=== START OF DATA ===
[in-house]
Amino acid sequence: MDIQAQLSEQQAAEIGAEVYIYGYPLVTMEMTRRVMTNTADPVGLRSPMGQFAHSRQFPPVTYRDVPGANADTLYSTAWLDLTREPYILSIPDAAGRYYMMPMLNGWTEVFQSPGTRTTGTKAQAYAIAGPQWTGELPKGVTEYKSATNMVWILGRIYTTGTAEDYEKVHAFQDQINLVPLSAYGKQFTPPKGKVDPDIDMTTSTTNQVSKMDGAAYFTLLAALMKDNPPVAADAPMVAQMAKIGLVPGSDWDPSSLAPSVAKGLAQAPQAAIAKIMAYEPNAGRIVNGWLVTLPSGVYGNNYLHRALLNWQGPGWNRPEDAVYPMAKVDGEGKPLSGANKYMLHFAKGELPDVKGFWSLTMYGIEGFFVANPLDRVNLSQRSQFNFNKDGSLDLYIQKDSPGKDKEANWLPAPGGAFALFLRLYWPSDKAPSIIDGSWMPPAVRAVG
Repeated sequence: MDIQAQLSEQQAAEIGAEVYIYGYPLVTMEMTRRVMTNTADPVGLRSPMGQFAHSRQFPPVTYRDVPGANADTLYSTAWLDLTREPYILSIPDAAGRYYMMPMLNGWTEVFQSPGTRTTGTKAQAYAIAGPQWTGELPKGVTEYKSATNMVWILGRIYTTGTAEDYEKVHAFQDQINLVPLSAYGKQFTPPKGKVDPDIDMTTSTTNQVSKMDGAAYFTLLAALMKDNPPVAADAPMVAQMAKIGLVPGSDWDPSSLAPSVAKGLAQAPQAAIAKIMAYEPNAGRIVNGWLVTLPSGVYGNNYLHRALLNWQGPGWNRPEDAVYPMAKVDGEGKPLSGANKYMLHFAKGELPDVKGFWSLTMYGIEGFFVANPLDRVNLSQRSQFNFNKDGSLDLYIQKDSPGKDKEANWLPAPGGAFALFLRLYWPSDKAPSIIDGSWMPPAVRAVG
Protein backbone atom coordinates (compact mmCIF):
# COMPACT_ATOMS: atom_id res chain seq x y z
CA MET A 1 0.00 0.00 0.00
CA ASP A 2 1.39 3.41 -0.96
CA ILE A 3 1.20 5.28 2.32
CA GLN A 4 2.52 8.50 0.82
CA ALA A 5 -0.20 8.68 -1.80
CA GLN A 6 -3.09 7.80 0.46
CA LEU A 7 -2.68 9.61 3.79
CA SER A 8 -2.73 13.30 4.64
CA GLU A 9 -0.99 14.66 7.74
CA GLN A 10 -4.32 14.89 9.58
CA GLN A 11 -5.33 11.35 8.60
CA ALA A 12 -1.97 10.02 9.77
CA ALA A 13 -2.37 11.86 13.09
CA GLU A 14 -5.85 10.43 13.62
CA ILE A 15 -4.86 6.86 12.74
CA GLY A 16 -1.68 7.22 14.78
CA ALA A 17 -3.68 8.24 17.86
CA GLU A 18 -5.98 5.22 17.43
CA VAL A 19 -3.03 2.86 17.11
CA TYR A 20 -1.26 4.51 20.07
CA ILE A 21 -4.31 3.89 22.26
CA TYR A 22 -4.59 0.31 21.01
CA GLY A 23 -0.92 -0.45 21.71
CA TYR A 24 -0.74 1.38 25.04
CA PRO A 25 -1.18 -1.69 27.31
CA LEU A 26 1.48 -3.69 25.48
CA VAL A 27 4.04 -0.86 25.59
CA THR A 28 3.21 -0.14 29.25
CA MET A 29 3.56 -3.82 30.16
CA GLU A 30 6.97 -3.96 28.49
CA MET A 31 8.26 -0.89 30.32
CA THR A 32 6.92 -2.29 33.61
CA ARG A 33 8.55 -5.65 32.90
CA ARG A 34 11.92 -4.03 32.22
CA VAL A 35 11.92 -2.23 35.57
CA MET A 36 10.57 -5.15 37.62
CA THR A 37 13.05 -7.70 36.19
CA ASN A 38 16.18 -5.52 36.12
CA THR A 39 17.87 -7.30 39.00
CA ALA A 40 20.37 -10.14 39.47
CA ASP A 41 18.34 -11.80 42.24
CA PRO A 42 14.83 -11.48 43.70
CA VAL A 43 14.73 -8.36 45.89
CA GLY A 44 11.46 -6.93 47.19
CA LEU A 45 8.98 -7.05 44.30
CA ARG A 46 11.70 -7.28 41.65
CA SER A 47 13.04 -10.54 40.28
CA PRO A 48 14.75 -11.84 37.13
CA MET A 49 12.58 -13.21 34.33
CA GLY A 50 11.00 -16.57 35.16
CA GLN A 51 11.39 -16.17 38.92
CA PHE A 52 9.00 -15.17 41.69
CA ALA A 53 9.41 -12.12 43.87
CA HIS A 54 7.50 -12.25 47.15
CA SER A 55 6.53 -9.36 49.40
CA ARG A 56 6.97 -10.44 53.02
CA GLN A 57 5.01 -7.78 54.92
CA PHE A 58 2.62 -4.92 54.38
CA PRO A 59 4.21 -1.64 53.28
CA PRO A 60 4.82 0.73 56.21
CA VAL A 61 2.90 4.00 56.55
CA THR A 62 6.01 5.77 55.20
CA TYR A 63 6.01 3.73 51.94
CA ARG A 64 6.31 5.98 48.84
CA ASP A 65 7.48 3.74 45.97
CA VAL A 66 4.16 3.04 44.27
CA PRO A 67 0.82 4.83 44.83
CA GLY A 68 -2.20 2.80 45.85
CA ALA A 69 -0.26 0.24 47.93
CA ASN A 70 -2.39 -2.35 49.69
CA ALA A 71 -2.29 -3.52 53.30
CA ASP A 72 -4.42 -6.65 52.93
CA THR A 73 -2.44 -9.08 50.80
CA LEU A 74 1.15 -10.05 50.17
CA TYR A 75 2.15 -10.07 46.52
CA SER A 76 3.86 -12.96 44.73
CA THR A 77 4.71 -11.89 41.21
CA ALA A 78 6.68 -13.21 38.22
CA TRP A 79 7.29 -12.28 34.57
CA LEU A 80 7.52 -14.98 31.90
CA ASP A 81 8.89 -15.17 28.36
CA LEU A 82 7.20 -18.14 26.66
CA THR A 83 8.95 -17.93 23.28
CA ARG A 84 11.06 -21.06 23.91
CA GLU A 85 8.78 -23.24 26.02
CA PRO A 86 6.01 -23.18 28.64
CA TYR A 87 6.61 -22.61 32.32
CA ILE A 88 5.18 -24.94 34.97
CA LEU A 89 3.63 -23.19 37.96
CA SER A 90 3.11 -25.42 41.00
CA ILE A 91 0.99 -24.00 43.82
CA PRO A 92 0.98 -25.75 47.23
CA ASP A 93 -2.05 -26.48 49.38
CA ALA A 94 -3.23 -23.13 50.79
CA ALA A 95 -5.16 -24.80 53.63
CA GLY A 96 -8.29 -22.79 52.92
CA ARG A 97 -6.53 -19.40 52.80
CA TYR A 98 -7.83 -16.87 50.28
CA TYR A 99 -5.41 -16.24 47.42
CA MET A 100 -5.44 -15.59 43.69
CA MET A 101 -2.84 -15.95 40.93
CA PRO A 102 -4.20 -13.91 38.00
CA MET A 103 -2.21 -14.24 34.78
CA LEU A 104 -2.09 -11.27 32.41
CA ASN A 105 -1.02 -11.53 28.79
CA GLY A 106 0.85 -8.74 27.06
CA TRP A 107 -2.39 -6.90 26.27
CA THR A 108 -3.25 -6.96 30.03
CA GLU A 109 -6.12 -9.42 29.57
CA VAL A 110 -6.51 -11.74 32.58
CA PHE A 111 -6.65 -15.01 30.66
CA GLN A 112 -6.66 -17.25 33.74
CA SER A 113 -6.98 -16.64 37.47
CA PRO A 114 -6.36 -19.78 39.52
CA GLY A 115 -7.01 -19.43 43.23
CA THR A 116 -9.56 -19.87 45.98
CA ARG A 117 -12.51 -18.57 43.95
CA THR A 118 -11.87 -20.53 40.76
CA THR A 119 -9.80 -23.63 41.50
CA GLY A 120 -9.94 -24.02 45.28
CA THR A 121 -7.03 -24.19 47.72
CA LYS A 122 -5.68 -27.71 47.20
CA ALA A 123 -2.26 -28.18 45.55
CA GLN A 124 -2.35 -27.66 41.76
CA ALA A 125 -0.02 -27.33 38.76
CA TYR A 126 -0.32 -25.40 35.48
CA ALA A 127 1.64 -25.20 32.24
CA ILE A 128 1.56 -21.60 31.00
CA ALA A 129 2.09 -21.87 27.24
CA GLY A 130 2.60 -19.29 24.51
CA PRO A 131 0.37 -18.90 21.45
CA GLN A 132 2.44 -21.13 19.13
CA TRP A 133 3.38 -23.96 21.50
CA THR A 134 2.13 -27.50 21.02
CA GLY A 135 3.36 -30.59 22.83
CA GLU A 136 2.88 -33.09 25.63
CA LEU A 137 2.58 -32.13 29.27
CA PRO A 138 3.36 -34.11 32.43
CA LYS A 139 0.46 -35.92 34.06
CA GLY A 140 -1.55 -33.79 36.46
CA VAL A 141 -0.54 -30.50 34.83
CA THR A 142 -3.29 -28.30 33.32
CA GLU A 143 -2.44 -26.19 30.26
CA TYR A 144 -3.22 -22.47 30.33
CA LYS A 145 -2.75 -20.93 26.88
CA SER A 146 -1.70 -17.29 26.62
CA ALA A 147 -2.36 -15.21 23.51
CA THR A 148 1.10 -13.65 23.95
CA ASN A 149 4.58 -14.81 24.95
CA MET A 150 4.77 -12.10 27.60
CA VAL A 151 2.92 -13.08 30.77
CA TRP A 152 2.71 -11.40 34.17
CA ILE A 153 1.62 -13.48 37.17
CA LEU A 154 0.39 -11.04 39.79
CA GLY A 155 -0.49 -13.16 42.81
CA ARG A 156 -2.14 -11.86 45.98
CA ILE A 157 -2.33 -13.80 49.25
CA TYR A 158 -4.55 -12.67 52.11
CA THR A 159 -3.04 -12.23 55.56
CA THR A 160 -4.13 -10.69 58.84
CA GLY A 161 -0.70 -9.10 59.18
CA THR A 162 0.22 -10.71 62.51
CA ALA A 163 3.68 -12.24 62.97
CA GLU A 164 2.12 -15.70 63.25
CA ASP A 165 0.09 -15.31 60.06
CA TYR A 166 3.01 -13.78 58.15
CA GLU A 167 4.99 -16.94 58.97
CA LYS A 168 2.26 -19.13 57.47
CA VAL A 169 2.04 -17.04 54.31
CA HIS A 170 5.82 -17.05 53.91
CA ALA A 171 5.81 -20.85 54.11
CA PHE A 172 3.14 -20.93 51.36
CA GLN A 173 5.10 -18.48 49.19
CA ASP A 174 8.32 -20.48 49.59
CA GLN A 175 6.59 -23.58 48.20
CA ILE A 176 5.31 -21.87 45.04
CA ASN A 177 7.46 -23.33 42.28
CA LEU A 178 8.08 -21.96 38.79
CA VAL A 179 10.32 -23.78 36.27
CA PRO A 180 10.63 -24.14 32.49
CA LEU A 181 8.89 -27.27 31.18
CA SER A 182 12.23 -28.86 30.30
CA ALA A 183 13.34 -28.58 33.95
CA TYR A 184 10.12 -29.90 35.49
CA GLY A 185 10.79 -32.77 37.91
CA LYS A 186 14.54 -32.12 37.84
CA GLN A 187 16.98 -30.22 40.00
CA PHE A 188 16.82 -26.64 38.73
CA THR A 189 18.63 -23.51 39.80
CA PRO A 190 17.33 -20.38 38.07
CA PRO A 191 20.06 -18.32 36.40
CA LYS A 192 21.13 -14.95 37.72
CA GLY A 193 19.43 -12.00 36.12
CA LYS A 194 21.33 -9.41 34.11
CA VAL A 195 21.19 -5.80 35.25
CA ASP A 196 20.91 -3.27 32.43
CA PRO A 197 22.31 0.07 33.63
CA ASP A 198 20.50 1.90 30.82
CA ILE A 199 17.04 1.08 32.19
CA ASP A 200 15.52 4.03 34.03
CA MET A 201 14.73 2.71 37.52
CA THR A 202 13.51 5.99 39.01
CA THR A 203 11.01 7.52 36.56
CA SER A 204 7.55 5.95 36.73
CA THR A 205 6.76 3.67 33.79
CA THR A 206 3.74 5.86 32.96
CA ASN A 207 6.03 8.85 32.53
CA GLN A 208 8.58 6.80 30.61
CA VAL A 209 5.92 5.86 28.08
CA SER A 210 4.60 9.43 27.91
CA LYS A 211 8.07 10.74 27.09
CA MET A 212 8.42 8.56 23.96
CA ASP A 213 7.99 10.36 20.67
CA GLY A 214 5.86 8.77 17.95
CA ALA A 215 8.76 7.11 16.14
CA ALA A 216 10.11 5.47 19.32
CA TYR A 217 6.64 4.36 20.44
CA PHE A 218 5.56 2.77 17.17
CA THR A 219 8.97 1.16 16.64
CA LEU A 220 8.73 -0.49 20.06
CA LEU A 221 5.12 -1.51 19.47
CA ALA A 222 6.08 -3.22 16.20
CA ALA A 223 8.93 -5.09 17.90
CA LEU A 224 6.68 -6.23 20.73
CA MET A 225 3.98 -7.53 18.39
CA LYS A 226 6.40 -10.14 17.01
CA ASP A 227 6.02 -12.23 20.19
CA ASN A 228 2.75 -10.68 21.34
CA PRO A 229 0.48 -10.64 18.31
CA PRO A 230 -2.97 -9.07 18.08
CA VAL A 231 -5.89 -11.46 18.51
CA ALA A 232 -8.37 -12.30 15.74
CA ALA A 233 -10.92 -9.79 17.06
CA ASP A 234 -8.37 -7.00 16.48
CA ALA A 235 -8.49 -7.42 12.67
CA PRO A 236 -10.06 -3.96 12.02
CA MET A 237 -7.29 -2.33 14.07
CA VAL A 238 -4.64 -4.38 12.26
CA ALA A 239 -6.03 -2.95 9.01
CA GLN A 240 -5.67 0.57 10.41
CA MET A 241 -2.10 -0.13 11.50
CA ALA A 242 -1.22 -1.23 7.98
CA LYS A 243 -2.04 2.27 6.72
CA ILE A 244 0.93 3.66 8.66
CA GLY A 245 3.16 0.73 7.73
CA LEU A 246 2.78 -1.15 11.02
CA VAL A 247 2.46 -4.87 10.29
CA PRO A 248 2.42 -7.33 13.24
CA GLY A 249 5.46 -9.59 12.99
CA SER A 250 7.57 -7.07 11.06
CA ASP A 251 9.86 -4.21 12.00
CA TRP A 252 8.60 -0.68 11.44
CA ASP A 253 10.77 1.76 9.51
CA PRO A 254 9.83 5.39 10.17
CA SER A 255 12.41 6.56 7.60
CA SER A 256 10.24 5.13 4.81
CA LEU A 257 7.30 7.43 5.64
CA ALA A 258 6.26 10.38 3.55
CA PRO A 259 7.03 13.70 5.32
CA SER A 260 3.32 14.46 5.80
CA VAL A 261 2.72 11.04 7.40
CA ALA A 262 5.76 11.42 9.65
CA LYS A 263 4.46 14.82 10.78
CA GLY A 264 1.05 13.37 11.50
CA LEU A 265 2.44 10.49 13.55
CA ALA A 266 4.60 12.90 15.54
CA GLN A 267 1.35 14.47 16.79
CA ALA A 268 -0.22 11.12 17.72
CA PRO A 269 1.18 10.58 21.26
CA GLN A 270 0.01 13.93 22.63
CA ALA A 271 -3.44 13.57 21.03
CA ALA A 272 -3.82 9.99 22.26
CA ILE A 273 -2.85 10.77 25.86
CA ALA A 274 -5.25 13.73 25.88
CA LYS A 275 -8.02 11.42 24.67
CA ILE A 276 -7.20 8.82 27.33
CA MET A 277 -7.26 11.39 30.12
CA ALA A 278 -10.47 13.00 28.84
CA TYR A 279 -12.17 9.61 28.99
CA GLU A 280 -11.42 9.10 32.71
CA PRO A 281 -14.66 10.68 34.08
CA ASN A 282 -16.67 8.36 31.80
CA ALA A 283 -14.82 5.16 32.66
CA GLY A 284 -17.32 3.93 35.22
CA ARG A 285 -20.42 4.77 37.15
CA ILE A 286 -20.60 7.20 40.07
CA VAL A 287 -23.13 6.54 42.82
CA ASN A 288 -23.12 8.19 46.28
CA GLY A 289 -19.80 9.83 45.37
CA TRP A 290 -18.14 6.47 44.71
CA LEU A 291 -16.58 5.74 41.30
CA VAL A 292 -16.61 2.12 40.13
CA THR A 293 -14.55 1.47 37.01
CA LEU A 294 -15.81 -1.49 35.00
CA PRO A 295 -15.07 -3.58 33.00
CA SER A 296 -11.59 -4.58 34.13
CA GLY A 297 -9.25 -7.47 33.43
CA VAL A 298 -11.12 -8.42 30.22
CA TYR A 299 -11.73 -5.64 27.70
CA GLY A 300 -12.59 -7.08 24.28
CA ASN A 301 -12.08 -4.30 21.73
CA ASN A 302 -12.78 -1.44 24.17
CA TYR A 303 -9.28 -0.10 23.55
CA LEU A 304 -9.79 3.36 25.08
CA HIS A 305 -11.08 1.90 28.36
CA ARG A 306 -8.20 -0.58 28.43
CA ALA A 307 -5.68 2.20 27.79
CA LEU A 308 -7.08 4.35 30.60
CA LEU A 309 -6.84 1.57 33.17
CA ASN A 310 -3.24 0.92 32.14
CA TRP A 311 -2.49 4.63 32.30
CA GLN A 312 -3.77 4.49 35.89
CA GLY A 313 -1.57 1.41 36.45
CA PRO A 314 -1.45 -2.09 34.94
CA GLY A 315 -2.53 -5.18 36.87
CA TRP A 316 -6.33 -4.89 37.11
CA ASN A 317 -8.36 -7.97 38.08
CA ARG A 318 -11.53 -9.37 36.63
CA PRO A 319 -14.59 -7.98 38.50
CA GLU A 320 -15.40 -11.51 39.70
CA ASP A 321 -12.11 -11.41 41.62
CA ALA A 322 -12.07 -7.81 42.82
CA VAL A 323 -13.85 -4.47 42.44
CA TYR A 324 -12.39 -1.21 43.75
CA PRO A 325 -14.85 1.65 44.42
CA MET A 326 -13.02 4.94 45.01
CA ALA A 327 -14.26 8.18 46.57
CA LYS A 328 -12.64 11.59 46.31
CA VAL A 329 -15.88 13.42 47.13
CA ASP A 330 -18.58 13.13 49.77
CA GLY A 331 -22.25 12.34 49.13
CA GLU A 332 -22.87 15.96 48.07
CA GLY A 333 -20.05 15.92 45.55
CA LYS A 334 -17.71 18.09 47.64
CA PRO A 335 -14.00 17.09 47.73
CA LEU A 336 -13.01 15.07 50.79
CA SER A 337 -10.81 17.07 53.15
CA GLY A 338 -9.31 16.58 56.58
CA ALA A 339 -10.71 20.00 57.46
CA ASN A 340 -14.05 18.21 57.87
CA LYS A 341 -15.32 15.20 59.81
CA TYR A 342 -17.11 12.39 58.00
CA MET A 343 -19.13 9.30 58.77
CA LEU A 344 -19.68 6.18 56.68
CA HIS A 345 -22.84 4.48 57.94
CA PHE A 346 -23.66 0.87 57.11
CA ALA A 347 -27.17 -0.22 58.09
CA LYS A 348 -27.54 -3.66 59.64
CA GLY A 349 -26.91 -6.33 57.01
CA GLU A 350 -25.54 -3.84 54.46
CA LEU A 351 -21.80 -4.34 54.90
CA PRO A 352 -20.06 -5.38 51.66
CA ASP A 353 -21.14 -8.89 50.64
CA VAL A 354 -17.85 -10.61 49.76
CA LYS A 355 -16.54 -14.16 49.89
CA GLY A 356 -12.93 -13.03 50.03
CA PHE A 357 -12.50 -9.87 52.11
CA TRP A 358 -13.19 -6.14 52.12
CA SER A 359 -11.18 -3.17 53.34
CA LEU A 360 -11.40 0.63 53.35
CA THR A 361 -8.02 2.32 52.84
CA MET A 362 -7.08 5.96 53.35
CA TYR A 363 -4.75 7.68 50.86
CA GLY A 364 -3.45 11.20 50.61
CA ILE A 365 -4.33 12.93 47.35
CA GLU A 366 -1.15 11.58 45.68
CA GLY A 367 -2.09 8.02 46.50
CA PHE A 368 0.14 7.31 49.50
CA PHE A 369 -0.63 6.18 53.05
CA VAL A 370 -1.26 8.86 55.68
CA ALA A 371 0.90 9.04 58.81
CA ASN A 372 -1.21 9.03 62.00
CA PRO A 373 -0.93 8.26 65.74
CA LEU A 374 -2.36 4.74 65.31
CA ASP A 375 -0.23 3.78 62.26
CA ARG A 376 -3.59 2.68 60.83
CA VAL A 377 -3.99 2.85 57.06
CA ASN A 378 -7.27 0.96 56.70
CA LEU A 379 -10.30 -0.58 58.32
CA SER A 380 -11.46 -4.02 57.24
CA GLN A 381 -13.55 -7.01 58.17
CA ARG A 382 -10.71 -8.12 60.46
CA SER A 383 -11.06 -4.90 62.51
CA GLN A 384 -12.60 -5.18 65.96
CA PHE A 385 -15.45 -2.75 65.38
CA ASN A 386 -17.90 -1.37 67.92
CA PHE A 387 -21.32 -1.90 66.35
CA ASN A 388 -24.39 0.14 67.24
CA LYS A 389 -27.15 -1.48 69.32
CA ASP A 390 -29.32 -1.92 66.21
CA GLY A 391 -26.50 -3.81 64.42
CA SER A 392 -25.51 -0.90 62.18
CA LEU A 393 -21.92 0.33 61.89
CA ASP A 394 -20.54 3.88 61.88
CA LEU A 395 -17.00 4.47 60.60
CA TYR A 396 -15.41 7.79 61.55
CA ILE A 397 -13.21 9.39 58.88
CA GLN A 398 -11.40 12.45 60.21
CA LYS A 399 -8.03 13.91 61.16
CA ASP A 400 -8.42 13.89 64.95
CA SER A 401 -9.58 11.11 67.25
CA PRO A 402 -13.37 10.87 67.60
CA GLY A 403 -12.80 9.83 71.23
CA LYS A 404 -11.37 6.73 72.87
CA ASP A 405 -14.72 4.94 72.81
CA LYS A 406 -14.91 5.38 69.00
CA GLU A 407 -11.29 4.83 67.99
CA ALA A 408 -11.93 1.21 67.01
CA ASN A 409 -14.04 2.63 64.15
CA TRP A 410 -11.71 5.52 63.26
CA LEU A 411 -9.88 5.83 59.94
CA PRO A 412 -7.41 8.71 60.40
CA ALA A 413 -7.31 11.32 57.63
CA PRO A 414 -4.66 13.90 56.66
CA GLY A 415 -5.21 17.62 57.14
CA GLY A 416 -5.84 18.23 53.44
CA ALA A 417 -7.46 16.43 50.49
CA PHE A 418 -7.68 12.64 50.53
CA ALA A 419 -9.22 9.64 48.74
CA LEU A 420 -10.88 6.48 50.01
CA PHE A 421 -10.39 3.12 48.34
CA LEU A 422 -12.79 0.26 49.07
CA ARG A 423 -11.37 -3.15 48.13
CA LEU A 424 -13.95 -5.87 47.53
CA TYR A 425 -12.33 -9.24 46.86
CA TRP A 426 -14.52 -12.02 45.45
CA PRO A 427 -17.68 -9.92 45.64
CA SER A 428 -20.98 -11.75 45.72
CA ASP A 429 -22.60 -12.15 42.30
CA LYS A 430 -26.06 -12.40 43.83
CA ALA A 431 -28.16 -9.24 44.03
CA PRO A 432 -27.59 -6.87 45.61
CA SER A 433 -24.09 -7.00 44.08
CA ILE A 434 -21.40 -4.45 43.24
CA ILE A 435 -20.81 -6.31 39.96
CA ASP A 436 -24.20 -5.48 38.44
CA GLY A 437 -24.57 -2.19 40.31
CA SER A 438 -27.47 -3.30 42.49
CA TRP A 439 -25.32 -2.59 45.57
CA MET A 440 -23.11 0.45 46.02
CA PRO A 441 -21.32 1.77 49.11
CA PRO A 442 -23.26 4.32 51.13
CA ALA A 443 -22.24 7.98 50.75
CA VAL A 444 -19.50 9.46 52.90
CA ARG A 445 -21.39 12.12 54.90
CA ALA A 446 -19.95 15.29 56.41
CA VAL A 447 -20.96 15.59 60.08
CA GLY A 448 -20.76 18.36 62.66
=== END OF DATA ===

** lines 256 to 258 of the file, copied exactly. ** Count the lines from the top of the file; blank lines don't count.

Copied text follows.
CA ASP A 251 9.86 -4.21 12.00
CA TRP A 252 8.60 -0.68 11.44
CA ASP A 253 10.77 1.76 9.51